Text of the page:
Am I still living in the US of A?
They say that Hillary's back is against the wall, that she needs a political hat trick.
No question the big MO is going that way, even though some were afraid to say it sooner.
The question is, will there be backlash?
The tail of the dragon in defeat is still unpredictably dangerous.
The Asian, Latino, Black vote seems to have been, caricatured.
The white male's, the white woman's too is broad brush, certain.
But talk is cheap. In which direction will the vote actually be cast?
As Maine? Or New Hampshire? By a margin of . . . damn it's going to be close.
The superbowl wasn't this hard on the fingernails.
Michigan and Florida? Outta there. Who voted anyway?
Romney, out but could be back in 'twelve.
No question D turnout has never been higher.
So if super delegates don't go with the popular vote, what happens next?
AND ON A LIGHTER NOTE:
The administration immediately condemned the House action, noting that no White House official has ever been cited for contempt. "This action is unprecedented, and it is outrageous. It is also an incredible waste of time -- time the House should spend doing the American people's legislative business," White House press secretary Dana Perino said in a statement.Yes, the legislative business of, say, impeaching the President, investigating wrongdoing emanating from the West Wing, which has, you don't say, been politicizing law enforcement, trashing Justice, US Attorneys?
Oh, but that's exactly what the congress was doing. They're just finding more balls now. Read the WP on it here. Even if they will be pardoned anyway, don't we just want to know if anybody did anything wrong? Don't the ones who are under scrutiny want to enlighten us? Don't we care? This theoretical fight over Executive Privilege carries only so much water when at stake we find fragile notions of trust, integrity of Justice, etc.
December 7 is a date which will live on, in infamy to infinity ad infinitum. Bad, very bad. The point is not to throw anybody in jail but to promote the ability of Congress to investigate the executive, if and when necessary. It has never been more necessary.
AND ON HABEAS: (Thanks Howard)
Of Beethoven, of vodka, or of the Bill of Rights containing the first ten amendments to the U.S. Constitution? The U.S. Supreme Court has ruled that if a criminal suspect indicates in any manner during custodial questioning that he wishes to remain silent, interrogation must cease. Today, a fifteen-judge en banc panel of the U.S. Court of Appeals for the Ninth Circuit resolves whether a criminal defendant's statement, during an interrogation, that "I plead the fifth" is sufficient to invoke the right to remain silent. Complicating this question, the appeal arises in the habeas context challenging a state court conviction and is governed by the federal law whose acronym is AEDPA. The majority, in a decision that you can access here, overturns the federal district court's denial of habeas relief. Back on November 6, 2006, a three-judge Ninth Circuit panel voted 2-1 to affirm the district court's denial of habeas relief. Now-Chief Judge Alex Kozinski joined in the original panel's majority opinion, which a federal district judge sitting by designation wrote. The judge who dissented from the panel opinion wrote the en banc majority opinion on behalf of a sizable majority. Because this case was reargued en banc before Kozinski became the Ninth Circuit's chief judge, he was not guaranteed a seat on the en banc panel, and he was not randomly selected to serve on the en banc panel. Thus, we can only imagine what he might have said in response to today's ruling.And,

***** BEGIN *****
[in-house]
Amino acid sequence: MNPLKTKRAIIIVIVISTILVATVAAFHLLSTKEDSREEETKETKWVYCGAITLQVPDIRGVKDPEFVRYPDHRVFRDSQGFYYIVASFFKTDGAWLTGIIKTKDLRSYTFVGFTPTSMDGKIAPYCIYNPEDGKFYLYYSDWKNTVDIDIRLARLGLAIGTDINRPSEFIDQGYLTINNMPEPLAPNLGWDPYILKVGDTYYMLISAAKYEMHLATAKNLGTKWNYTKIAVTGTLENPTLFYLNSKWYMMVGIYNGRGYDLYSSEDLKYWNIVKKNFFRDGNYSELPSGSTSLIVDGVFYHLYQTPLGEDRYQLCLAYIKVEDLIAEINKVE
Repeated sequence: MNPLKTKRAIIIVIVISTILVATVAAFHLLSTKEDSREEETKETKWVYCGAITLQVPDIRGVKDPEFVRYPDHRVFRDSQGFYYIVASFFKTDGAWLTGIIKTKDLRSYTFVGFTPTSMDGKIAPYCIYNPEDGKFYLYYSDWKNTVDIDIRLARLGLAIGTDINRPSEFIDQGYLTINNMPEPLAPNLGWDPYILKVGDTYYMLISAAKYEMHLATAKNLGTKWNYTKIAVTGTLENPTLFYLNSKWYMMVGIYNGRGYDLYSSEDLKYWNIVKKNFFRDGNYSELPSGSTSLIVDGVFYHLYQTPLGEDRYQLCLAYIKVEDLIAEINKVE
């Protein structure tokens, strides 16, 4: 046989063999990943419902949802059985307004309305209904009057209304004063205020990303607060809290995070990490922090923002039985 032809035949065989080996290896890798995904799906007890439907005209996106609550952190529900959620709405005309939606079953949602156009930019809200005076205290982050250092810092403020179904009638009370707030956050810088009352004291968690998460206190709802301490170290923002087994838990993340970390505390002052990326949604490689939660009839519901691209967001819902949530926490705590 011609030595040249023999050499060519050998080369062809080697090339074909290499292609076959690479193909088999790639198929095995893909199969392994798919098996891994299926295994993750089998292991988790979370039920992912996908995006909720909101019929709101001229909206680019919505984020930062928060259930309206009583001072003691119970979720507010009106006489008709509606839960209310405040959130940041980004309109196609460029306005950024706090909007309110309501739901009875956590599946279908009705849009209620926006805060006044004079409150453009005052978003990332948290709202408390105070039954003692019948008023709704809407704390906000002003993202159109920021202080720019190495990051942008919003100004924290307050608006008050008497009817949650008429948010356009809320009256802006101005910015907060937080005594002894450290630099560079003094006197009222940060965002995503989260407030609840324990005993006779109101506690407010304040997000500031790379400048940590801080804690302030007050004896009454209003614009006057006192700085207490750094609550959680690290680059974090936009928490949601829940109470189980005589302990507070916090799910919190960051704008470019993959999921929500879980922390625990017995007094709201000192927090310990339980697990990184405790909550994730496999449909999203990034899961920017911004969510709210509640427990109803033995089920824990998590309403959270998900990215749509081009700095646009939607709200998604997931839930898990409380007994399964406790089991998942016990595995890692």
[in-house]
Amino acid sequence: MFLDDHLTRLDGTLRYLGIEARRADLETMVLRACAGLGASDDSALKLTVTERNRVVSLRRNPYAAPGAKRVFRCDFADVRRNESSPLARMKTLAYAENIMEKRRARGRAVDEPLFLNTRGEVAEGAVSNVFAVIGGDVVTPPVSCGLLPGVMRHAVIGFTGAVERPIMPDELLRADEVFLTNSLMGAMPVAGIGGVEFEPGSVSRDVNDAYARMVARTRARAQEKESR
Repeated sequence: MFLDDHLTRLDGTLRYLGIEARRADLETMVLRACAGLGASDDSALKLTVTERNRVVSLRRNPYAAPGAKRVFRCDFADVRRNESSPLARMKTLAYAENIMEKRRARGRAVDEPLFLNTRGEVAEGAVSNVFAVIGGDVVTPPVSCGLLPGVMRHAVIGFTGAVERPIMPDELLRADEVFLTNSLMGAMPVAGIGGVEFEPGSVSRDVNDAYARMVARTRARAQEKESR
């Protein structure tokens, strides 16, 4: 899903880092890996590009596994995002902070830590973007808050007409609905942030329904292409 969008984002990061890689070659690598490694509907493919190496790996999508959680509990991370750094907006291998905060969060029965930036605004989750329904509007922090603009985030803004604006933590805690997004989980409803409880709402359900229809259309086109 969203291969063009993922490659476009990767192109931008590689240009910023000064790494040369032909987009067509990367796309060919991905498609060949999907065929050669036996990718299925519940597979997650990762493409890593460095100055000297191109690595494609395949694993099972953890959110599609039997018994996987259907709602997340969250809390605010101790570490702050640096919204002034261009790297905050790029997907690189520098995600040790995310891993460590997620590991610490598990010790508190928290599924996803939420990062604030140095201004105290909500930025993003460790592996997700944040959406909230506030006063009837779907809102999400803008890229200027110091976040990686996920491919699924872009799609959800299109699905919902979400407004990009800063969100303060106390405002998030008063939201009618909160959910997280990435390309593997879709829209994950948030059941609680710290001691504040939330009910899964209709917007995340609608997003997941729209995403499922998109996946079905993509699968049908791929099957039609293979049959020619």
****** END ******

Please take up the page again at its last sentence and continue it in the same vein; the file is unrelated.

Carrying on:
By a vote of 8-5, en banc Sixth Circuit holds that the federal constitutional right to the appointment of counsel for indigent defendants seeking first-tier review of plea-based convictions in Michigan state court does not apply retroactively on habeas review: You can access today's ruling at this link. The U.S. Supreme Court specifically recognized this right to counsel in Halbert v. Michigan, a ruling that issued in June of 2005.
By entering into a plea that required at least a 27-year prison sentence on one count of child exploitation, defendant waived any Eighth Amendment challenge to what that the federal district judge described as "the most unjust sentence that I have ever imposed": The U.S. Court of Appeals for the Eighth Circuit issued this ruling today (2/14).